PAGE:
The Rio Trout LT weight forward fly line is our go to dry fly line. We love it on fly rods up to 5wt, or in any situation where fish are spooky and you need a delicate presentation. If you have a rod that is dedicated to dry fly fishing then we don’t think you need to look much further than the Rio Trout LT. This line over hand and roll casts dry flies very well. We even do some dry dropper fishing and some light nymphing on this line when the situation calls for it. If you are thinking you will be doing a large amount of double fly or indicator fishing then we would recommend jumping up to the InTouch Rio Gold fly line, or if you are doing a lot of streamer fishing, the InTouch Rio Grand line. The Grand line is designed for fast action rods to throw larger streamers.
Here is the description from Rio’s website for the Trout LT:
- Long front taper for the softest in presentation
- Rear loaded weight for easy roll and single handed spey casting
- Built with a super supple, coldwater core and coating
- Welded loops on both ends
- The Rio Trout LT (Light Touch) line features a long, fine front taper for the lightest of presentations. This extra supple line is built with weight distributed towards the back of the line to aid in making easy roll and single handed spey casts. The line features “MaxFloat Tip” – RIO’s proprietary tip coating formula that floats more than twice as high as regular floating lines, and is perfect for fishing dry flies, nymphs and emergers.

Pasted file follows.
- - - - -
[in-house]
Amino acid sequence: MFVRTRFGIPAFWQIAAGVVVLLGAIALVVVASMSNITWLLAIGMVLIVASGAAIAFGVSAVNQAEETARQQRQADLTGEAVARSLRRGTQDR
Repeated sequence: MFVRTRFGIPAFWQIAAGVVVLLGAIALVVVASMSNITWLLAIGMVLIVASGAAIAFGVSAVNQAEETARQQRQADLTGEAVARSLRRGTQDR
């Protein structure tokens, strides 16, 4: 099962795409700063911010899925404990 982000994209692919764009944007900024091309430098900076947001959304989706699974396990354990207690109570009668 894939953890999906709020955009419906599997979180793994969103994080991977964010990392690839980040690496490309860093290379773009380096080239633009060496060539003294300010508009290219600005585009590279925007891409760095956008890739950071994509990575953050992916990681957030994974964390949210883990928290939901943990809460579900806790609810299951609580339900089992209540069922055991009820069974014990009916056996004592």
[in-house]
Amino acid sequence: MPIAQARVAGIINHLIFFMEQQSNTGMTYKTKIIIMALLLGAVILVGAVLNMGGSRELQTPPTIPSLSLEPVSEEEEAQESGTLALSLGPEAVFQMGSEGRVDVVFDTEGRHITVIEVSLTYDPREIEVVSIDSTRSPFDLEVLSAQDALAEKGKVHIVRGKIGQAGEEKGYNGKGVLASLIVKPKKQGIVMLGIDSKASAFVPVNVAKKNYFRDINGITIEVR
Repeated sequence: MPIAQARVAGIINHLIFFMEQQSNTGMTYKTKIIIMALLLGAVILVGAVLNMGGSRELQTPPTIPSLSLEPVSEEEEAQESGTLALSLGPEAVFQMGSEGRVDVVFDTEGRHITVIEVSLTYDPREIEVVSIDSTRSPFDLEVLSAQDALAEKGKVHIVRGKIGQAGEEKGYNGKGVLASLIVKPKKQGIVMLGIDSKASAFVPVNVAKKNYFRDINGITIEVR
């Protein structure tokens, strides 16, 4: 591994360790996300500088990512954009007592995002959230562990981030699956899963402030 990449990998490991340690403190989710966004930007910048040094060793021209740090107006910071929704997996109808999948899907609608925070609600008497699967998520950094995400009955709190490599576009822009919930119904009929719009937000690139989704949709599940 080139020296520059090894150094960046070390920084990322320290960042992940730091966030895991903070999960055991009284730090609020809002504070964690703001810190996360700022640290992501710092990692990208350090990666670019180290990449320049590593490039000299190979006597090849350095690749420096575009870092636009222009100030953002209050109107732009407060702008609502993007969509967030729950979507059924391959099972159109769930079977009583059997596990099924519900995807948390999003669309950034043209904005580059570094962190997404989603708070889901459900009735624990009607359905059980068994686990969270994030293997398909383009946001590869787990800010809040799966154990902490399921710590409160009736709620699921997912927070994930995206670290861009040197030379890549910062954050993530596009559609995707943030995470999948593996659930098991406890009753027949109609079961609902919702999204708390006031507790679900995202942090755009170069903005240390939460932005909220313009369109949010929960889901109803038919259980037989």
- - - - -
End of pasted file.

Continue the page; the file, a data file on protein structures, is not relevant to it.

On the Water with the Rio Trout LT:
Most of the fishing we do week to week involves heavier tackle. Warm water species, steelhead, and salmon tend to get most of our attention. And as such we don’t reach for the dry fly rods as much as we probably should. That being said, personally, I always try to keep my little 7 1/2 ‘ 4wt rod handy. This rod with the Rio Trout LT line is perfect for that surprise hatch when I’m camping, or to throw a small bug at some pan fish if the bigger guys aren’t chasing streamers. With this little rod I am primarily fishing close-in and with little to no casting room, so I roll cast with it a lot, and it performs great. You will notice fairly quickly when you get too much weight on your rig as casting will start to suffer, but I may notice this more due to the short rod I am using. With my setup I wouldn’t recommend much more than a bead head nymph and the smallest thing-a-ma-bobber. A yarn indicator or a large dry fly as an indicator would let you get away with a bit more weight on the rig.
All in all we really enjoy this line, and look forward to getting out there a little more this year looking for trout on dry flies. I just have the one photo of a stocker-fest trout that I caught recently using this line. I caught a couple others, one of which was pushing 20″, but didn’t have my net with me, and they slipped out of my hands before I could get a picture.